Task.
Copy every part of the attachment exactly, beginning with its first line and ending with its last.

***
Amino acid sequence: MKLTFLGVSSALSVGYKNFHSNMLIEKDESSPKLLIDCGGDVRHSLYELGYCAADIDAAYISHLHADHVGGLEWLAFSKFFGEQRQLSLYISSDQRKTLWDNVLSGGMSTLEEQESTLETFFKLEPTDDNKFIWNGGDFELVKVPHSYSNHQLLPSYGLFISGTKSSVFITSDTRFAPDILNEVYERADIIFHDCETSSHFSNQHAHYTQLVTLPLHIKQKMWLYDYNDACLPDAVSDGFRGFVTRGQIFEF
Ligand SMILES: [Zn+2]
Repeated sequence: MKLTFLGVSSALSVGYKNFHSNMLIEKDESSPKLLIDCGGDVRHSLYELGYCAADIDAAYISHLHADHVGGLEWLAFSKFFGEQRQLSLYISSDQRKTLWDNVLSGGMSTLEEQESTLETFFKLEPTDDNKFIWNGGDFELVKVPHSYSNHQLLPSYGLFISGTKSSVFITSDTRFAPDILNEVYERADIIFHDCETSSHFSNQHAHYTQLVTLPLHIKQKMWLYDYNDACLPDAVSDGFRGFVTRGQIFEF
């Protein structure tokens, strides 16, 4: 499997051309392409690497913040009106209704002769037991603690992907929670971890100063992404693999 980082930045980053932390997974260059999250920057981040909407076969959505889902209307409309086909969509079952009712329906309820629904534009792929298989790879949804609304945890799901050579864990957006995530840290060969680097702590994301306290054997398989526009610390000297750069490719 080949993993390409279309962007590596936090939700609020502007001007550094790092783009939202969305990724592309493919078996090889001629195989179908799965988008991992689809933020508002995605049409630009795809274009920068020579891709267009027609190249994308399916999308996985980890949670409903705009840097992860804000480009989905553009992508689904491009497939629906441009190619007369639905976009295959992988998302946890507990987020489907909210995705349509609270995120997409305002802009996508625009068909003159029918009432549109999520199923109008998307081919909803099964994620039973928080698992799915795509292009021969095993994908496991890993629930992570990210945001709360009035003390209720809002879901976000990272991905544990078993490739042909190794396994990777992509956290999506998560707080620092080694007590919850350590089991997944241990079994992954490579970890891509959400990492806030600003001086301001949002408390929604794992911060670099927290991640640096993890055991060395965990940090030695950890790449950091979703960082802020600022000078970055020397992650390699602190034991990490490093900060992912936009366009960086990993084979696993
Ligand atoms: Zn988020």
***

Amino acid sequence: MKLTFLGVSSALSVGYKNFHSNMLIEKDESSPKLLIDCGGDVRHSLYELGYCAADIDAAYISHLHADHVGGLEWLAFSKFFGEQRQLSLYISSDQRKTLWDNVLSGGMSTLEEQESTLETFFKLEPTDDNKFIWNGGDFELVKVPHSYSNHQLLPSYGLFISGTKSSVFITSDTRFAPDILNEVYERADIIFHDCETSSHFSNQHAHYTQLVTLPLHIKQKMWLYDYNDACLPDAVSDGFRGFVTRGQIFEF
Ligand SMILES: [Zn+2]
Repeated sequence: MKLTFLGVSSALSVGYKNFHSNMLIEKDESSPKLLIDCGGDVRHSLYELGYCAADIDAAYISHLHADHVGGLEWLAFSKFFGEQRQLSLYISSDQRKTLWDNVLSGGMSTLEEQESTLETFFKLEPTDDNKFIWNGGDFELVKVPHSYSNHQLLPSYGLFISGTKSSVFITSDTRFAPDILNEVYERADIIFHDCETSSHFSNQHAHYTQLVTLPLHIKQKMWLYDYNDACLPDAVSDGFRGFVTRGQIFEF
């Protein structure tokens, strides 16, 4: 499997051309392409690497913040009106209704002769037991603690992907929670971890100063992404693999 980082930045980053932390997974260059999250920057981040909407076969959505889902209307409309086909969509079952009712329906309820629904534009792929298989790879949804609304945890799901050579864990957006995530840290060969680097702590994301306290054997398989526009610390000297750069490719 080949993993390409279309962007590596936090939700609020502007001007550094790092783009939202969305990724592309493919078996090889001629195989179908799965988008991992689809933020508002995605049409630009795809274009920068020579891709267009027609190249994308399916999308996985980890949670409903705009840097992860804000480009989905553009992508689904491009497939629906441009190619007369639905976009295959992988998302946890507990987020489907909210995705349509609270995120997409305002802009996508625009068909003159029918009432549109999520199923109008998307081919909803099964994620039973928080698992799915795509292009021969095993994908496991890993629930992570990210945001709360009035003390209720809002879901976000990272991905544990078993490739042909190794396994990777992509956290999506998560707080620092080694007590919850350590089991997944241990079994992954490579970890891509959400990492806030600003001086301001949002408390929604794992911060670099927290991640640096993890055991060395965990940090030695950890790449950091979703960082802020600022000078970055020397992650390699602190034991990490490093900060992912936009366009960086990993084979696993
Ligand atoms: Zn988020």